GREEN BAY — You don’t have to go far in Wisconsin to find people debating the Green Bay Packers’ problems on offense.
It’s too inconsistent from game to game or even from quarter to quarter. First-year coach Matt LaFleur isn’t giving running back Aaron Jones enough touches. Quarterback Aaron Rodgers won’t take the short rhythm passes and holds the ball too long while seeking the big play. Other than wide receiver Davante Adams, the wide receivers and tight ends can’t run well enough to win-one-on-ones and get open.
About the only thing anyone can agree on is that the offense needs to get better or the Packers won’t capitalize on their 10-3 start to the season. And it needs to get better soon. Like, say, Sunday.
The Packers return to the NFC North Division portion of their schedule with a game against the resurgent and somehow-still-alive Chicago Bears on Sunday at Lambeau Field. The teams met in the season opener in Chicago and the Packers came away with a 10-3 victory, one that started them on an unexpectedly good season that has interspersed a bunch of close wins with an occasional dismal loss.
In retrospect, the opener against the Bears was telling because, other than a four-play, 74-yard touchdown drive in the second quarter, the Packers offense could get almost nothing going and it took a stellar effort from the defense to secure the win. The offense has been playing in spurts since that day.
Mostly, though, the game presaged a trend with LaFleur’s offense. In games where the Packers have struggled the most, there is a common theme: They faced a defense with a tough, physical, aggressive front that dominates the line of scrimmage and has outstanding edge rushers who can help the defense get to the quarterback without resorting to blitzing.
The Bears defense fits that description perfectly, which is why the outcome of Sunday’s game won’t depend on LaFleur or Rodgers or Jones. Instead, the game will be decided by the play of the Packers offensive line. If the line can’t hold up against a Bears defensive front that manhandled it during the opener, the Packers will have a hard time winning because the Bears are getting better quarterback play from Mitch Trubisky and have won three games in a row.
“They’re rolling right now,” LaFleur said. “They’re one of the best defenses in the league, in my opinion. They’re challenging on all three levels. They got guys that can completely wreck a game. They got guys on the back end with ball skills. It’s going to be a great challenge for us.”
The challenge will fall directly on the offensive line. Though it has been one of the offense’s most consistent units, it hasn’t always held up against top defensive fronts. The Packers have scored fewer than 20 points and gained fewer than 312 yards three times this season and it was in the same three games — the victory over Chicago and losses to the Los Angeles Chargers and San Francisco 49ers.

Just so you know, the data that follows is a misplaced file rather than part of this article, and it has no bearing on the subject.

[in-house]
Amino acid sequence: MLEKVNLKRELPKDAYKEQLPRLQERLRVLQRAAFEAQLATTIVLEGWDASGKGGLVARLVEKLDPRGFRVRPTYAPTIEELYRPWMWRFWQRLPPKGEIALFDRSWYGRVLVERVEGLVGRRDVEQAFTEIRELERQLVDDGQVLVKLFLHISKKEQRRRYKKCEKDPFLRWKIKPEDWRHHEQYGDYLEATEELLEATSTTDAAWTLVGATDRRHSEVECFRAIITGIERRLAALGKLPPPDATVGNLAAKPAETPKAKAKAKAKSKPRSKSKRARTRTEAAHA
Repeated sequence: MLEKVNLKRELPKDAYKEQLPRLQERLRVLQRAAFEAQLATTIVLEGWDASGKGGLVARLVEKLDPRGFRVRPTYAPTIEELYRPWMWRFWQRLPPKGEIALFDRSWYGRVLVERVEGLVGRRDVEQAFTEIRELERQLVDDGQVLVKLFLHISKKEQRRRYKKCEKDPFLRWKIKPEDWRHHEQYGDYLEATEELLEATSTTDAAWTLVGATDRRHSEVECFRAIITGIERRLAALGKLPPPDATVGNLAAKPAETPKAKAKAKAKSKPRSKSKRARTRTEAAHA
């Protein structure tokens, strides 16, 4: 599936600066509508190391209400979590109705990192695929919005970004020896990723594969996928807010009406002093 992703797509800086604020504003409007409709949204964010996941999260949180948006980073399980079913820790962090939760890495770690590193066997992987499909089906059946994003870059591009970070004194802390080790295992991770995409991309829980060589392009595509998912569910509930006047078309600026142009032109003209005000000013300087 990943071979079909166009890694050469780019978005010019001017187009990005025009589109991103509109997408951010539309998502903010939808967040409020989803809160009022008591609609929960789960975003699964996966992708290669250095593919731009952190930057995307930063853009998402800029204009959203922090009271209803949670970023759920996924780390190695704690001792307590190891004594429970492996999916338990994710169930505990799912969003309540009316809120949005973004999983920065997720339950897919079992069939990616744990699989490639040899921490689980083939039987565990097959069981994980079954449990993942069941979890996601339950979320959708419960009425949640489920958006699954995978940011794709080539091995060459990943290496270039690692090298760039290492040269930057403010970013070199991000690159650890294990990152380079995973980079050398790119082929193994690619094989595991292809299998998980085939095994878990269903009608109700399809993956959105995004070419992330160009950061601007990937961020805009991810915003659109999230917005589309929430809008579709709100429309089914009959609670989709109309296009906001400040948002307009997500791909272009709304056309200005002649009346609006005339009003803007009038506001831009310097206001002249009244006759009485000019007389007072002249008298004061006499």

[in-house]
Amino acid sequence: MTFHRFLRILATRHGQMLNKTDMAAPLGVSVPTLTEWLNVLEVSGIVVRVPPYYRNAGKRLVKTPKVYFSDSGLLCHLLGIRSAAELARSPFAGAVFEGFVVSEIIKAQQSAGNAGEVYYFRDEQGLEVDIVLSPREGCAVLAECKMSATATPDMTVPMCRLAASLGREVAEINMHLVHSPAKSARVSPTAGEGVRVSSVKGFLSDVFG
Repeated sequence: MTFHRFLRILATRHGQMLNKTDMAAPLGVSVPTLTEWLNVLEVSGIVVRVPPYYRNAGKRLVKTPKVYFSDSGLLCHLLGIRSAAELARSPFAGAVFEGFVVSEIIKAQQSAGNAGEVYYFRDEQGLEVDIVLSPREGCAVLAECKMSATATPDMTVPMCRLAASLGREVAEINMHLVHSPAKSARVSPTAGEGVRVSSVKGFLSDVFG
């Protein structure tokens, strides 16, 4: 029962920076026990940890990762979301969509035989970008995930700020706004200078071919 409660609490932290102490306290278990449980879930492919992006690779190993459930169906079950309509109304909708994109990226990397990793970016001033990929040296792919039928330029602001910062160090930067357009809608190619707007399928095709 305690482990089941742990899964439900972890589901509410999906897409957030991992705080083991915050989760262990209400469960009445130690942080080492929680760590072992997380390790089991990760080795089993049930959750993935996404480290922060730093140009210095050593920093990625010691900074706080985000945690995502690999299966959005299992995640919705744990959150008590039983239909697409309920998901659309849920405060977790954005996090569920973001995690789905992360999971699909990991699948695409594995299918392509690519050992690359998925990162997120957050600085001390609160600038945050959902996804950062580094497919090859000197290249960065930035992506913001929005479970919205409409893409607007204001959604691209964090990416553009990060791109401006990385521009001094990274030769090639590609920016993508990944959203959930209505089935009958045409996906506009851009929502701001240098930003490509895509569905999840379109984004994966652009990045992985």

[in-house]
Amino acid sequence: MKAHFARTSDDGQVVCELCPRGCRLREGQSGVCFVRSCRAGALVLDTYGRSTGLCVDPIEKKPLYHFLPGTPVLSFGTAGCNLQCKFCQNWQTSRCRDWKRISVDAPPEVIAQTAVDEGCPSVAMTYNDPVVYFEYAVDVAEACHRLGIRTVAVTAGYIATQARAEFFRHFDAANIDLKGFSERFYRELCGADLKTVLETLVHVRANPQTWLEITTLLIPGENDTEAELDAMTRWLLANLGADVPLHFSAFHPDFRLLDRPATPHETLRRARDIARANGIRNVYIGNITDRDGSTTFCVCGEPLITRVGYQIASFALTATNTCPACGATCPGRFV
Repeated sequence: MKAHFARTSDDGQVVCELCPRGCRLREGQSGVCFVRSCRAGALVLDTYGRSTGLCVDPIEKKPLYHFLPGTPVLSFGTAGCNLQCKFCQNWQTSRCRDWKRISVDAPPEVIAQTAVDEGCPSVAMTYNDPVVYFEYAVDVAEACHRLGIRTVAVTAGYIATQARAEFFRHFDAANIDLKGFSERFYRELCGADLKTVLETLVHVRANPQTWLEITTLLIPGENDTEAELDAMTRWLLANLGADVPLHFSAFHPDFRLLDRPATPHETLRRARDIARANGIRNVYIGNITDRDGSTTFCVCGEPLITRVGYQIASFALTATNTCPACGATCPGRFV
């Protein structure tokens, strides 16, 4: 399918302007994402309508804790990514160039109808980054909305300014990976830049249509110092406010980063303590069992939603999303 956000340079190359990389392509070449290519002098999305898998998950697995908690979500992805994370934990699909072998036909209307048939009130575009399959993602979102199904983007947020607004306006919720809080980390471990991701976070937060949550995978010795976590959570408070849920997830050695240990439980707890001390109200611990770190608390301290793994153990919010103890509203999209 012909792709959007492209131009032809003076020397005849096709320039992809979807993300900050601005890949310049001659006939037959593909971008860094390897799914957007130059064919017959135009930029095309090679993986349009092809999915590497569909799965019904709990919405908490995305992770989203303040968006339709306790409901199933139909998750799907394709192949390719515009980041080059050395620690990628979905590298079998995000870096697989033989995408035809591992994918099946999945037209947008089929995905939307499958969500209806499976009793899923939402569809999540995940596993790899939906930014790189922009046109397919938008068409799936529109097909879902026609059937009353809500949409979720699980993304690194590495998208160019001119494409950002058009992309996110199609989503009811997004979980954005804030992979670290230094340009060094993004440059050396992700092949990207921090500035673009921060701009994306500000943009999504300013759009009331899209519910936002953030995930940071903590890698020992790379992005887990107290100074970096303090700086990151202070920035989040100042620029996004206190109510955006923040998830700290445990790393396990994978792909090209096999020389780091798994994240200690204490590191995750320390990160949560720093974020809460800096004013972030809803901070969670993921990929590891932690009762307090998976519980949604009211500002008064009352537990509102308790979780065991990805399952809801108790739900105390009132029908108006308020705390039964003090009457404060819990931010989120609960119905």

A quick spin through the Packers’ three worst offensive performances is instructional, in part because the defenses — and the numbers — were so similar.
Against Chicago: 10 points, 213 yards, 39 rushing yards from the backs, five sacks.
Against Los Angeles: 11 points, 184 yards, 40 rushing yards from the backs, three sacks.
Against San Francisco: eight points, 198 yards, 83 rushing yards from the backs, five sacks.
The similarities among the defenses the Packers faced and their inability to get them blocked should be cause for serious concern this week. Granted, all three rank among the top 10 defenses in the NFL — the 49ers are second, the Chargers fourth and the Bears 10th. Also, they rank among the top seven in lowest blitz percentage.
Those defenses dominate by putting stout players inside and having bookend pass rushers on the edge. By rushing the quarterback with only four players, they can drop seven into coverage and take away passing lanes. That formula has stymied the Packers throughout the season.
When healthy, the Bears front seven might be the best in the league. Akiem Hicks, Eddie Goldman and Roy Robertson-Harris are behemoths inside and Khalil Mack and Leonard Floyd are game-wreckers on the edge. The Bears did lose inside linebacker Roquan Smith for the season in the last game, but Hicks, a 352-pounder who gave the Packers fits in the opener, is expected back from the injured list.
The Packers’ explanation for their failure to move the ball consistently in the first game was that it was on the road in a hyped-up night-game atmosphere and it was the first time the first-team offense had really worked together in a game since LaFleur basically gave it the preseason off.
That’s certainly plausible. But it won’t matter how cohesive or assignment-sure the Packers are Sunday if they can’t match up physically with the Bears, especially the offensive line.
“I think we all know what’s on the line here in terms of you’ve got a team that’s really hungry right now and they’re talented and they’re on a roll,” LaFleur said. “I know they’re going to be coming in here with a lot of confidence. They took it to us a little bit the last game. I think our guys, their minds are in the right place and they’ll be ready to play.”
If they don’t, the debate will continue.